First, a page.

Network into the planning system…
Through changes in the way we manage our land, we will develop a Nature Recovery Network providing 500,000 hectares of additional wildlife habitat, more effectively linking existing protected sites and landscapes, as well as urban green and blue infrastructure.
Such a network will deliver on the recommendations from Professor Sir
John Lawton: recovering wildlife will require more habitat; in better condition; in bigger patches that are more closely
The term ‘natural capital’ replaces ‘ecosystem services’ and, seven years late, the Lawton review gets serious attention. Around 25 large areas for nature recovery will be designated.
The expansion of the principle of biodiversity offsetting is welcomed. There is no mention of carbon negative development or allowable solutions although carbon fixing is mentioned as one of the main benefits of natural capital and similar structures would be necessary.
In most parts of the country there are local partnerships and studies for landscape scale restoration. In some areas these can be linked to strategic planning exercises. Seen at a simplistic level planning for more houses on one hand and enhancing natural capital to see net gains on the other seems an obvious win-win situation.
But it isn’t that easy. By far the largest disbenefit of new development is emissions from transport. This is no shortcut for strategic planning to integrate planning and transportation on a large scale and investment in infrastructure.
Secondly the structures for planning for large scale restoration are weak and informal – though great strides have been achieved. Large scale restoration projects will require new forms of strategic planning and links through planned green infrastructure networks to new development.
New tools will also be needed to measure the dis-benefits on the one hand to benefits from linked restoration on the other – and there will always be disputes as to how closely geographically related the two need to be.
Finally it is no shortcut to avoiding tough choices. Dieter Helm for example argues that we should not lose any Green Belt as its natural capital can be enhanced. However he neglects the issue of opportunity costs from pushing development further out and whether the areas lost are necessarily the best areas for enhancement, and whether enhancement can be more strongly delivered locally from some loss.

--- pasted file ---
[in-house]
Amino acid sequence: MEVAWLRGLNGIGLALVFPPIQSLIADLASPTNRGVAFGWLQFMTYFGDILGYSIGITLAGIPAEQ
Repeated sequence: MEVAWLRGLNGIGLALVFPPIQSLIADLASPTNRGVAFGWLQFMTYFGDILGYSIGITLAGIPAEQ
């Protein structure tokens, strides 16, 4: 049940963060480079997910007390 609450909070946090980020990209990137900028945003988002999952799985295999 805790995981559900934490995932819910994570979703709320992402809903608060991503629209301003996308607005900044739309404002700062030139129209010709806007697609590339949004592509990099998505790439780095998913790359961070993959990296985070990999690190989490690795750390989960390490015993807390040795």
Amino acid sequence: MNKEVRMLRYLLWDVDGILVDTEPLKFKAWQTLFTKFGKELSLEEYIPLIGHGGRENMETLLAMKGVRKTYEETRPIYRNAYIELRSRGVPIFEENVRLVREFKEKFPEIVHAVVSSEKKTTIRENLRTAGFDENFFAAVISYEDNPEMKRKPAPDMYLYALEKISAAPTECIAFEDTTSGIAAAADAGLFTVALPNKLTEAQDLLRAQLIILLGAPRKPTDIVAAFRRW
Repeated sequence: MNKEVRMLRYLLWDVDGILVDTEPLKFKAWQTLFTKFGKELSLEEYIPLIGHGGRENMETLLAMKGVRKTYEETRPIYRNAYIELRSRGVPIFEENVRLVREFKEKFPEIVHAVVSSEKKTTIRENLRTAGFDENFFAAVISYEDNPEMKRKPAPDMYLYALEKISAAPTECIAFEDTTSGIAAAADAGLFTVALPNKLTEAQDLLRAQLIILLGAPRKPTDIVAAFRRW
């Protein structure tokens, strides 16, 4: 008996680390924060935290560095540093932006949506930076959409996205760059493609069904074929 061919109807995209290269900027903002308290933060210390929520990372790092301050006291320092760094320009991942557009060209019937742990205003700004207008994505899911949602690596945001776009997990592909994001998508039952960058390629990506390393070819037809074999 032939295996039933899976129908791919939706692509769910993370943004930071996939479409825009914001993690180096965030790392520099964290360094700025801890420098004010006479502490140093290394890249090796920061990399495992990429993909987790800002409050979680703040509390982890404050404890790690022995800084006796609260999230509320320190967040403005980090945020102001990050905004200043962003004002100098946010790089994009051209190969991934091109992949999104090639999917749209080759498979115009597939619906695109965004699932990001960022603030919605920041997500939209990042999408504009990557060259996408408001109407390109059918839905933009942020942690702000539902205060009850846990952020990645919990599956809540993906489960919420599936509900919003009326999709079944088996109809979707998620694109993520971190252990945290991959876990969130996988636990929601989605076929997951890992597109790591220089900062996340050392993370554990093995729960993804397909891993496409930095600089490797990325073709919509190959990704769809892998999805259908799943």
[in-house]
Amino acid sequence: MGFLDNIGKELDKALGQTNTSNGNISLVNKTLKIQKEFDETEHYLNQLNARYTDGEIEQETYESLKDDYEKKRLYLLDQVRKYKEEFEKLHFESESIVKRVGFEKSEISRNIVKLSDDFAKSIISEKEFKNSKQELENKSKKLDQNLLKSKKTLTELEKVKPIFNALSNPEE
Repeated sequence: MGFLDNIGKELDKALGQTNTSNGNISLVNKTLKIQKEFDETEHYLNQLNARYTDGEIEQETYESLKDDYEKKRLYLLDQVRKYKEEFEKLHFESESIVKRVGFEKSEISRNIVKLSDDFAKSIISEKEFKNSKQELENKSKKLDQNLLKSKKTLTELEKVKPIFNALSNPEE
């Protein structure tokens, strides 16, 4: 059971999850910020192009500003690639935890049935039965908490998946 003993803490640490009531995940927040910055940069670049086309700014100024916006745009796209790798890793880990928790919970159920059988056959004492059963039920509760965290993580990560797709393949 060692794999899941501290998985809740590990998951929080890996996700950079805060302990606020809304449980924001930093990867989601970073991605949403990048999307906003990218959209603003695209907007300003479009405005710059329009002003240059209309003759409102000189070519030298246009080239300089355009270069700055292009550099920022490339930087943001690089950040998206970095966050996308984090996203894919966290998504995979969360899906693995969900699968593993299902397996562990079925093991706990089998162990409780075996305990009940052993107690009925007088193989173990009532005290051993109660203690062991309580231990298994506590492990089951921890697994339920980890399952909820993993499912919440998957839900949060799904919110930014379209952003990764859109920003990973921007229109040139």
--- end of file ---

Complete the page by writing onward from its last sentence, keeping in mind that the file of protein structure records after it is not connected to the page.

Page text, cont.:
This is unknown territory for modern planning – though there is a long heritage dating back to the RPA, The Tennessee Valley Project and Patrick Geddes for such joined up work at a regional level.
A key test will be the future plan for a Oxford-MK-Cambridge corridor and landscape scale restoration as part of this. The sheer variety of landscapes here – from gravel extraction areas along the Thames, opportunities for marsh, forest and fen restoration, illustrates the challenge, as well as the sheer number and variety of options for enhancing natural capital across the normal pastoral landscapes of the region which will be by far the most important natural capital restoration initiatives and will be done primarily through agricultural policy rather than planning.
Rt Hon Sir Oliver Letwin MP
House of Commons
REVIEW OF BUILD OUT
I am grateful to you for agreeing to undertake the Review announced in the Budget into build out of planning permissions into homes.
I have agreed the following terms of reference for your review with the Prime Minister andChancellor:
“The Review should seek to explain the significant gap between housing completions and the amount of land allocated or permissioned in areas of high housing demand, and make recommendations for closing it. The Review should identify the principal causes of the gap, and identify practical steps that could increase the speed of build out. These steps should support an increase in housing supply consistent with a stable housing market in the short term and so that over the long-term, house prices rise slower than earnings. The review will provide an interim report to the Chancellor of the Exchequer and the Secretary of State for Housing, Communities and Local Government in time for Spring Statement 2018 and a full report for Budget 2018.”
We have agreed that you will chair a “Panel” to support this work. The Panel members will be Richard Ehrman, Lord Jitesh Gadhia, Lord John Hutton, Baroness Usha Prashar and Professor Christine Whitehead.
The Ministry for Housing, Communities and Local Government will provide support to the Review including a base for you in 2 Marsham Street and a review team of 2-3 officials. The
Housing Minister will chair a fortnightly steering group with Her Majesty’s Treasury and No. 10 Downing Street teams to provide you with appropriate support. My officials, with Simon Gallagher as Senior Responsible Officer, will support this with an officials’ group. Should it prove necessary to involve other departments I would be happy to expand to cover broader groups.
I am copying this letter to the Prime Minister, the Chancellor of the Exchequer and to Sir Jeremy Heywood, and will make this letter available on my department’s website
This is a rendering by Estates Gazette of projected tall buildings in the city by 2025.
What is interesting here is the number of mid range buildings around the same height as the Walkie Talkie.
Im no fan of the Skyline campaign however a fundamental principle of planning for tall buildings is you try to avoid a wall. When you have a wall then tall buildings look out onto other tall buildings, have no silhouette and completely lose their landmark status through bumping up against each other. The tall buildings are merging into one mass.
Rather it should be encouraging this kind of silhouette.